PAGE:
# Solomonoff induction

Ray Solomonoff defined an inference system that will learn to correctly predict any computable sequence with only the absolute minimum amount of data. This system, in a certain sense, is the perfect universal prediction algorithm. To summarize it very informally, Solomonoff induction works by:

• Starting with all possible hypotheses (sequences) as represented by computer programs (that generate those sequences), weighted by their simplicity (2-n, where n is the program length);
• Discarding those hypotheses that are inconsistent with the data.

Weighting hypotheses by simplicity, the system automatically incorporates a form of Occam's razor, which is why it has been playfully referred to as Solomonoff's lightsaber.

Solomonoff induction gets off the ground with a solution to the "problem of the priors". Suppose that you stand before a universal prefix Turing machine ${\displaystyle U}$. You are interested in a certain finite output string ${\displaystyle y_{0}}$. In particular, you want to know the probability that ${\displaystyle U}$ will produce the output ${\displaystyle y_{0}}$ given a random input tape. This probability is the Solomonoff a priori probability of ${\displaystyle y_{0}}$.

More precisely, suppose that a particular infinite input string ${\displaystyle x_{0}}$ is about to be fed into ${\displaystyle U}$. However, you know nothing about ${\displaystyle x_{0}}$ other than that each term of the string is either ${\displaystyle 0}$ or ${\displaystyle 1}$. As far as your state of knowledge is concerned, the ${\displaystyle i}$th digit of ${\displaystyle x_{0}}$ is as likely to be ${\displaystyle 0}$ as it is to be ${\displaystyle 1}$, for all ${\displaystyle i=1,2,\ldots }$. You want to find the a priori probability ${\displaystyle m(y_{0})}$ of the following proposition:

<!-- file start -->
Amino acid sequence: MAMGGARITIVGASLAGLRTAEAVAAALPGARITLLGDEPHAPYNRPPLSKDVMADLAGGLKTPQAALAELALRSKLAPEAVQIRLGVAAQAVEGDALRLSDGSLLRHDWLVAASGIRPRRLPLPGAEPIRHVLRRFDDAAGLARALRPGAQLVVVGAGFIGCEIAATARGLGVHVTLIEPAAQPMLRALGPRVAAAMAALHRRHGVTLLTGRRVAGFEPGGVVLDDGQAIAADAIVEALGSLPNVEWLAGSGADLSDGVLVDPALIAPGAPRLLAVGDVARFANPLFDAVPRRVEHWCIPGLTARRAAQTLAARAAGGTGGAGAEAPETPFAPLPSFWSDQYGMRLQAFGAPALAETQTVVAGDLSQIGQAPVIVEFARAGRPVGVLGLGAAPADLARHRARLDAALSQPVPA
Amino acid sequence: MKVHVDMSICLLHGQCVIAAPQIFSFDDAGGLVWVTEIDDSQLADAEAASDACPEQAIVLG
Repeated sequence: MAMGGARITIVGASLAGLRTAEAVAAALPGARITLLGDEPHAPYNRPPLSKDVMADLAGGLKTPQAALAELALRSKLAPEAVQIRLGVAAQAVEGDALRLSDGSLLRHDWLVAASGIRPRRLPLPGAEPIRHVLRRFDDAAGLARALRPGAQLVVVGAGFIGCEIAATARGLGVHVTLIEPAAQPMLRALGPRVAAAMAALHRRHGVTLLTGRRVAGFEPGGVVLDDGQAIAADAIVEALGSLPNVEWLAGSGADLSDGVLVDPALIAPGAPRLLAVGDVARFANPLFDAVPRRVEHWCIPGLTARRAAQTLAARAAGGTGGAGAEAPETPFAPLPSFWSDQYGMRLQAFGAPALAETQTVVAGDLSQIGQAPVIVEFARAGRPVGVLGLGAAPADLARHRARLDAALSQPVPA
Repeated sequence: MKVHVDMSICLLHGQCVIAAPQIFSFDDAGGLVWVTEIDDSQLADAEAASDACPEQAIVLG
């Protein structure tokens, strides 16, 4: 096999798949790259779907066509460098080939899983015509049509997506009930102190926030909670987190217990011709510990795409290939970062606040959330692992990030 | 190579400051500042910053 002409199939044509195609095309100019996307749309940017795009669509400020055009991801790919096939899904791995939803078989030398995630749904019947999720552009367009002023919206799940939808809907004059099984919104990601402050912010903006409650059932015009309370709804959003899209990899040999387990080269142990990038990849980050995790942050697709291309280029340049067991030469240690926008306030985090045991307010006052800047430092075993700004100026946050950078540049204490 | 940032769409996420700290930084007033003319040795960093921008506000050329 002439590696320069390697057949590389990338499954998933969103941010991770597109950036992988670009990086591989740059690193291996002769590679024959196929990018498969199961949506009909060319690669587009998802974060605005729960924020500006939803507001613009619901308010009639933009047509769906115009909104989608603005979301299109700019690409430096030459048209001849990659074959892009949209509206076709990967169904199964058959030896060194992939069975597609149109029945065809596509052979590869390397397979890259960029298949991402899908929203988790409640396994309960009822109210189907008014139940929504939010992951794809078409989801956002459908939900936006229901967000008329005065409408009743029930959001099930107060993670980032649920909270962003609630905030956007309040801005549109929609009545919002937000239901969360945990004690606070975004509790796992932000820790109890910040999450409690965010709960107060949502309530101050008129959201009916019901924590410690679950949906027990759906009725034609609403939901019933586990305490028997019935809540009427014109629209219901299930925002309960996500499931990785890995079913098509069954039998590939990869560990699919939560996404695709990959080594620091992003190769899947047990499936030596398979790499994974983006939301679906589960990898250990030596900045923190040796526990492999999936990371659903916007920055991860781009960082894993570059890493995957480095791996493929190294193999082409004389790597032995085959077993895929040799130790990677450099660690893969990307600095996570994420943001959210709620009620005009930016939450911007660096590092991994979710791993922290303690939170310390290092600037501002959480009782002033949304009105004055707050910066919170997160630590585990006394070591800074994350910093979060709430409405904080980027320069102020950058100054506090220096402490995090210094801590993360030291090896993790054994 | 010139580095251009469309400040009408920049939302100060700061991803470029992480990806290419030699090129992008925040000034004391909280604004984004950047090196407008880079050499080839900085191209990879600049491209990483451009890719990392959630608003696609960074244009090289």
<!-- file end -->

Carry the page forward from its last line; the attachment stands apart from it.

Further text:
(*) If ${\displaystyle U}$ takes in ${\displaystyle x_{0}}$ as input, then ${\displaystyle U}$ will produce output ${\displaystyle y_{0}}$ and then halt.

Unfortunately, computing the exact value of ${\displaystyle m(y_{0})}$ would require solving the halting problem, which is undecidable. Nonetheless, it is easy to derive an expression for ${\displaystyle m(y_{0})}$. If ${\displaystyle U}$ halts on an infinite input string ${\displaystyle x}$, then ${\displaystyle U}$ must read only a finite initial segment of ${\displaystyle x}$, after which ${\displaystyle U}$ immediately halts. We call a finite string ${\displaystyle p}$ a self-delimiting program if and only if there exists an infinite input string ${\displaystyle x}$ beginning with ${\displaystyle p}$ such that ${\displaystyle U}$ halts on ${\displaystyle x}$ immediately after reading to the end of ${\displaystyle p}$. The set ${\displaystyle {\mathcal {P}}}$ of self-delimiting programs is the prefix code for ${\displaystyle U}$. It is the determination of the elements of ${\displaystyle {\mathcal {P}}}$ that requires a solution to the halting problem.

Given ${\displaystyle p\in {\mathcal {P}}}$, we write "${\displaystyle \operatorname {prog} (x_{0})=p}$" to express the proposition that ${\displaystyle x_{0}}$ begins with ${\displaystyle p}$, and we write "${\displaystyle U(p)=y_{0}}$" to express the proposition that ${\displaystyle U}$ produces output ${\displaystyle y_{0}}$, and then halts, when fed any input beginning with ${\displaystyle p}$. Proposition (*) is then equivalent to the exclusive disjunction

${\displaystyle \bigvee _{p\in {\mathcal {P}}\colon U(p)=y_{0}}(\operatorname {prog} (x_{0})=p).}$

Since ${\displaystyle x_{0}}$ was chosen at random from ${\displaystyle \{0,1\}^{\omega }}$, we take the probability of ${\displaystyle \operatorname {prog} (x_{0})=p}$ to be ${\displaystyle 2^{-\ell (p)}}$, where ${\displaystyle \ell (p)}$ is the length of ${\displaystyle p}$ as a bit string. Hence, the probability of (*) is

${\displaystyle m(y_{0}):=\sum _{p\in {\mathcal {P}}\colon U(p)=y_{0}}2^{-\ell (p)}.}$